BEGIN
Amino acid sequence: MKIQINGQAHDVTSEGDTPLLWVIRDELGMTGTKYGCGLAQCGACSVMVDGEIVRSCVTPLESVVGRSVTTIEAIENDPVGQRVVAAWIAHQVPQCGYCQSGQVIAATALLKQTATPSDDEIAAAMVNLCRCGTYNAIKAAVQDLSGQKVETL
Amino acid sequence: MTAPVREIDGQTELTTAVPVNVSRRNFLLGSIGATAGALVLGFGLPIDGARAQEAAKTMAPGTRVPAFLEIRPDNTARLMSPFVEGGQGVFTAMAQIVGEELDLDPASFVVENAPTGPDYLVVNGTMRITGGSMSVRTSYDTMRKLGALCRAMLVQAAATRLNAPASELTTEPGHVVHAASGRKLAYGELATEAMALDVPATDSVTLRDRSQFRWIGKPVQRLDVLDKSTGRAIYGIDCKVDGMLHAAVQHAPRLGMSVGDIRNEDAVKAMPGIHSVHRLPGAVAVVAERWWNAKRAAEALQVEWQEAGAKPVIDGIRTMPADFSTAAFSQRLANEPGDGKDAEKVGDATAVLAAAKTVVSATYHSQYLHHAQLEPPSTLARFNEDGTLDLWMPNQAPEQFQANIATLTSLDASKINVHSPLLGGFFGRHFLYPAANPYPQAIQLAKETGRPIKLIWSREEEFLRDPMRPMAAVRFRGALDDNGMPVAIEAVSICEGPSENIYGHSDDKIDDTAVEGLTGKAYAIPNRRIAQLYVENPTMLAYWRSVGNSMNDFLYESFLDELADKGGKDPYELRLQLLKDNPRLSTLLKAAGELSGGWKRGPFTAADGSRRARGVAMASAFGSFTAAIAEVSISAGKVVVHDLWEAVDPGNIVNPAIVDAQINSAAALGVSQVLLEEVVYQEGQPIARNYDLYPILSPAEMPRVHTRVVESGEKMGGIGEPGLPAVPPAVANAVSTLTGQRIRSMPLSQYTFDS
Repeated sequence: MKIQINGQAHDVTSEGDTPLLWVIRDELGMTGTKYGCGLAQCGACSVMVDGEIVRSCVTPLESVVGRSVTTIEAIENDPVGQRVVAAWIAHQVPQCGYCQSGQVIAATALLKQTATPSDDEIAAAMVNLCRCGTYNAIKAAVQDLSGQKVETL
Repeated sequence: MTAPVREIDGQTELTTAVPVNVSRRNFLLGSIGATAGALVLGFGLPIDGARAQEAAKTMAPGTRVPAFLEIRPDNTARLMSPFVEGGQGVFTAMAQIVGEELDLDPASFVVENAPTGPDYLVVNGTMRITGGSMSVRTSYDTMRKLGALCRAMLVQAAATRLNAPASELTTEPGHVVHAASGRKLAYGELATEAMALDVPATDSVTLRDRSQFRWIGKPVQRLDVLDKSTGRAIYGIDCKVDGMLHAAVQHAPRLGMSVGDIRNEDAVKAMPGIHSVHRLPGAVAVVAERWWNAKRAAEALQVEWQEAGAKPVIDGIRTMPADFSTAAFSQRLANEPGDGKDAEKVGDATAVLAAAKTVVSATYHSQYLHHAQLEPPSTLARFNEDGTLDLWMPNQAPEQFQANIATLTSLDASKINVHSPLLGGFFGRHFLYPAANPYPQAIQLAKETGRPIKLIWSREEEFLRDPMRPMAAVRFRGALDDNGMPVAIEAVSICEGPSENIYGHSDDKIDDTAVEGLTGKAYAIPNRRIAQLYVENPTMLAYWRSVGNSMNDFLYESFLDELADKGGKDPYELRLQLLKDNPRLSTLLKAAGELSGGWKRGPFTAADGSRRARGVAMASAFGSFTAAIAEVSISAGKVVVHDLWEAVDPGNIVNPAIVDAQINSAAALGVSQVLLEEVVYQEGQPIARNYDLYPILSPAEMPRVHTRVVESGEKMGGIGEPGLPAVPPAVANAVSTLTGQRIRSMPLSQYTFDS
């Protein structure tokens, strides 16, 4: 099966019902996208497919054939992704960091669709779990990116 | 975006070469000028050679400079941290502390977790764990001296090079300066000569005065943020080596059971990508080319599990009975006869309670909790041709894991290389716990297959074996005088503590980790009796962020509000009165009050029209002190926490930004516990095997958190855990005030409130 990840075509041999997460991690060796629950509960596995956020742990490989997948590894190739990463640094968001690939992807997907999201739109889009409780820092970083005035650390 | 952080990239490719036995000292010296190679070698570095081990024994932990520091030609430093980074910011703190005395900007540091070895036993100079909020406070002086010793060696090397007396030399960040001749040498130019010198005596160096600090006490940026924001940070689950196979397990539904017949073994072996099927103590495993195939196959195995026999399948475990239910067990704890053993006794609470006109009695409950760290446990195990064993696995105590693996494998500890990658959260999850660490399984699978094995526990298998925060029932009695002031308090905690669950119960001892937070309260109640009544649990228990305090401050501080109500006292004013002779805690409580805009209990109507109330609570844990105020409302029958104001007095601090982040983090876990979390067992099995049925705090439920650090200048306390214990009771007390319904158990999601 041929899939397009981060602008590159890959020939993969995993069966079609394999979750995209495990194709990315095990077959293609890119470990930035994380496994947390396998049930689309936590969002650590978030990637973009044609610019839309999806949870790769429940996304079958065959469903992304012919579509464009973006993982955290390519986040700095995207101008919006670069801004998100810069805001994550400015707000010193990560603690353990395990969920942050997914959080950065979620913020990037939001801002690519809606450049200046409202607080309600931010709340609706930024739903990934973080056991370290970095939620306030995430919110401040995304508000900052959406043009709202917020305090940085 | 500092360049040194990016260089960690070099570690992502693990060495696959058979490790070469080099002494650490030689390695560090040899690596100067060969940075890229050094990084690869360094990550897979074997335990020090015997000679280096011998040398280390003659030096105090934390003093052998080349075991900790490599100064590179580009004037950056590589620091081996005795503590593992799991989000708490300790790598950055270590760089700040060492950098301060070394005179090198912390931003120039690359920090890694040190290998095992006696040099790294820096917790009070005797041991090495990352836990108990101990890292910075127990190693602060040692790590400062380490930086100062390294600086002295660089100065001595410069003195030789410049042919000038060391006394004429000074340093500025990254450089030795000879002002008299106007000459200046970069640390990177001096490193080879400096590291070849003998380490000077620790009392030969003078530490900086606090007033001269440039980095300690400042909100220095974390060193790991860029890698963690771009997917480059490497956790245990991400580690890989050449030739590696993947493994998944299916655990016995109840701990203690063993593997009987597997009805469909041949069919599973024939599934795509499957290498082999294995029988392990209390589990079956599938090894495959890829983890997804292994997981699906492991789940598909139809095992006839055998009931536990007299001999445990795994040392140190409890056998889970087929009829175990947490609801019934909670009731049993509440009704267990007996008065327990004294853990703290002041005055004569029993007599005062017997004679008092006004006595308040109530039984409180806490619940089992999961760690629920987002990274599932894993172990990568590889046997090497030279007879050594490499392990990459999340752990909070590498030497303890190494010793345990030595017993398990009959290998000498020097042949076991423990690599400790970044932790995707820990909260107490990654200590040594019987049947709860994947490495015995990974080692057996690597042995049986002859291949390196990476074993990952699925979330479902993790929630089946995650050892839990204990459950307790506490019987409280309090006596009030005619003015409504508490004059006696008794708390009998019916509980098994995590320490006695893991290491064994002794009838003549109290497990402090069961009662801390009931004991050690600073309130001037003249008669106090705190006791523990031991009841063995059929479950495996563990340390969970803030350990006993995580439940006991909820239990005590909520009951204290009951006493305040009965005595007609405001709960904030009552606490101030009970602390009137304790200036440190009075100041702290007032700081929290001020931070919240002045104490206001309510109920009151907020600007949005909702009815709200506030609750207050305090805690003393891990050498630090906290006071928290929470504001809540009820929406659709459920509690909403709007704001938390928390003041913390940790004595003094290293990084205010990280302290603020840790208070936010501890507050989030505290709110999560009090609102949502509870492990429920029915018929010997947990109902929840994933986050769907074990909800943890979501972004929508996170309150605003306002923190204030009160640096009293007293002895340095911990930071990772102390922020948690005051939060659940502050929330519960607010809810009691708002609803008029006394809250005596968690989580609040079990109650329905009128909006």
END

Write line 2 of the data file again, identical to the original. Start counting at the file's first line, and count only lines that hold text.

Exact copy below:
Amino acid sequence: MTAPVREIDGQTELTTAVPVNVSRRNFLLGSIGATAGALVLGFGLPIDGARAQEAAKTMAPGTRVPAFLEIRPDNTARLMSPFVEGGQGVFTAMAQIVGEELDLDPASFVVENAPTGPDYLVVNGTMRITGGSMSVRTSYDTMRKLGALCRAMLVQAAATRLNAPASELTTEPGHVVHAASGRKLAYGELATEAMALDVPATDSVTLRDRSQFRWIGKPVQRLDVLDKSTGRAIYGIDCKVDGMLHAAVQHAPRLGMSVGDIRNEDAVKAMPGIHSVHRLPGAVAVVAERWWNAKRAAEALQVEWQEAGAKPVIDGIRTMPADFSTAAFSQRLANEPGDGKDAEKVGDATAVLAAAKTVVSATYHSQYLHHAQLEPPSTLARFNEDGTLDLWMPNQAPEQFQANIATLTSLDASKINVHSPLLGGFFGRHFLYPAANPYPQAIQLAKETGRPIKLIWSREEEFLRDPMRPMAAVRFRGALDDNGMPVAIEAVSICEGPSENIYGHSDDKIDDTAVEGLTGKAYAIPNRRIAQLYVENPTMLAYWRSVGNSMNDFLYESFLDELADKGGKDPYELRLQLLKDNPRLSTLLKAAGELSGGWKRGPFTAADGSRRARGVAMASAFGSFTAAIAEVSISAGKVVVHDLWEAVDPGNIVNPAIVDAQINSAAALGVSQVLLEEVVYQEGQPIARNYDLYPILSPAEMPRVHTRVVESGEKMGGIGEPGLPAVPPAVANAVSTLTGQRIRSMPLSQYTFDS